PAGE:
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Climate change may push Zika virus into southern and eastern Europe

Ochlerotatus detritus, one of the mosquitoes capable of spreading Zika virus that is already common in temperate regions

Lesley Wood Photography

Rising temperatures due to climate change may lead to the spread of the mosquito-borne Zika virus to currently cooler regions. Under the most drastic model of global warming, by 2080 the risk of Zika transmission will increase over southern and eastern Europe, the northern US, northern China and southern Japan.

Marcus Blagrove at the University of Liverpool in the UK, and his colleagues studied the temperatures at which mosquitoes can remain infectious while carrying the disease, and modelled changing temperatures to simulate the potential spread of Zika virus as a result of climate change.

The researchers looked at two species of mosquitoes capable of spreading Zika virus that are already common in temperate regions: Aedes albopictus and Ochlerotatus detritus.


The team exposed groups of these mosquitoes to temperatures between 17 and 31°C, and studied their lifespan and Zika virus infectivity at different temperatures. The researchers found that Zika virus was present in the insects’ salivary glands, and therefore they were infectious, at temperatures of 19°C and above.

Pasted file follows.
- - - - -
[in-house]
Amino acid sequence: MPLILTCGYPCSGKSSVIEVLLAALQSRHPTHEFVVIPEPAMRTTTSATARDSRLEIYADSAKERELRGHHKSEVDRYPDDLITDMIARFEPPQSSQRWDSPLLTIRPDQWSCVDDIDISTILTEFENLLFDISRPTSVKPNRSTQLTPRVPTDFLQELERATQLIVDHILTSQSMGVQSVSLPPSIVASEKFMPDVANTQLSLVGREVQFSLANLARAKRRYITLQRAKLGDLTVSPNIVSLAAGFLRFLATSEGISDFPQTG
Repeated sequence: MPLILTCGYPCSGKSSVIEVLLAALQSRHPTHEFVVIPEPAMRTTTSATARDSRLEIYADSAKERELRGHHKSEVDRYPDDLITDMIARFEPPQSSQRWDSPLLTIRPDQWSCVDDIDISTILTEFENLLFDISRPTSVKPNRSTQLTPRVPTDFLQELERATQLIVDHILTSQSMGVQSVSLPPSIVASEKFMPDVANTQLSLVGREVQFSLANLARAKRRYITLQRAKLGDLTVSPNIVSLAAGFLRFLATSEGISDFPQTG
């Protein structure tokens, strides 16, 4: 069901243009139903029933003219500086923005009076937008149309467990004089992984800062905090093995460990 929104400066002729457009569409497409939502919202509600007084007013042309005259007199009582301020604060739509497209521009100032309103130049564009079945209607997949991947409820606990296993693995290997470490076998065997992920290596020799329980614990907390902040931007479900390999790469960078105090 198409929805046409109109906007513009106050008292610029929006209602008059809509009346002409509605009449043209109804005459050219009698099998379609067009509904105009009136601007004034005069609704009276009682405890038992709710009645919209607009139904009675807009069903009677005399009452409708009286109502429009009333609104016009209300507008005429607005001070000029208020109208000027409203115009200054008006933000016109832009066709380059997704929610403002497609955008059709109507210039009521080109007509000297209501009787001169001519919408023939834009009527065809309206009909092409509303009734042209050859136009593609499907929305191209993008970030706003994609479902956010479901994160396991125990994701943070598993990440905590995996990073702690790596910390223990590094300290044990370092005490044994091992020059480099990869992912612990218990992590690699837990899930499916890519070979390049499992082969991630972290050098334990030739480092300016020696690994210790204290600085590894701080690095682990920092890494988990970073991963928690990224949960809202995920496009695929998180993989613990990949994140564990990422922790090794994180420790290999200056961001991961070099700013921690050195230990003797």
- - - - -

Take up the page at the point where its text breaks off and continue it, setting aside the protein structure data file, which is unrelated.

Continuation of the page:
Mosquitoes are unable to regulate their own heat, so the temperature of their bodies is the same as the surrounding environment, says Blagrove.

“The warmer the environment is, the warmer the mosquito, which allows the virus to replicate faster,” says Blagrove. “That tends to be why mosquito-borne viruses have major outbreaks in hot countries particularly at hot times of year.”

Outbreaks of Zika virus have previously occurred in South and Central America, south-east Asia and parts of Africa.

In lower temperatures, the virus may take so long to replicate that the mosquito dies before it becomes infectious.

Based on lifespan and infectivity, the researchers created risk maps of the rate of Zika virus spread over different regions globally. At present only a few areas in Europe, such as along the Mediterranean coast, are warm enough for Zika virus to be potentially transmitted.

The team used existing IPCC models of climate change to model the Zika virus transmission risk between 2050 to 2080. Even under an optimistic scenario, in which carbon emissions start declining in 2020 and reduce to zero by 2100, the risk zone for Zika virus spread would extend up into the southern US states, as well as further into China and Europe.

For particularly warm years in future, policymakers may have to consider measures such as reducing mosquito populations, says Blagrove.

Journal reference: Proceedings of the Royal Society B, DOI: 10.1098/rspb.2020.0119

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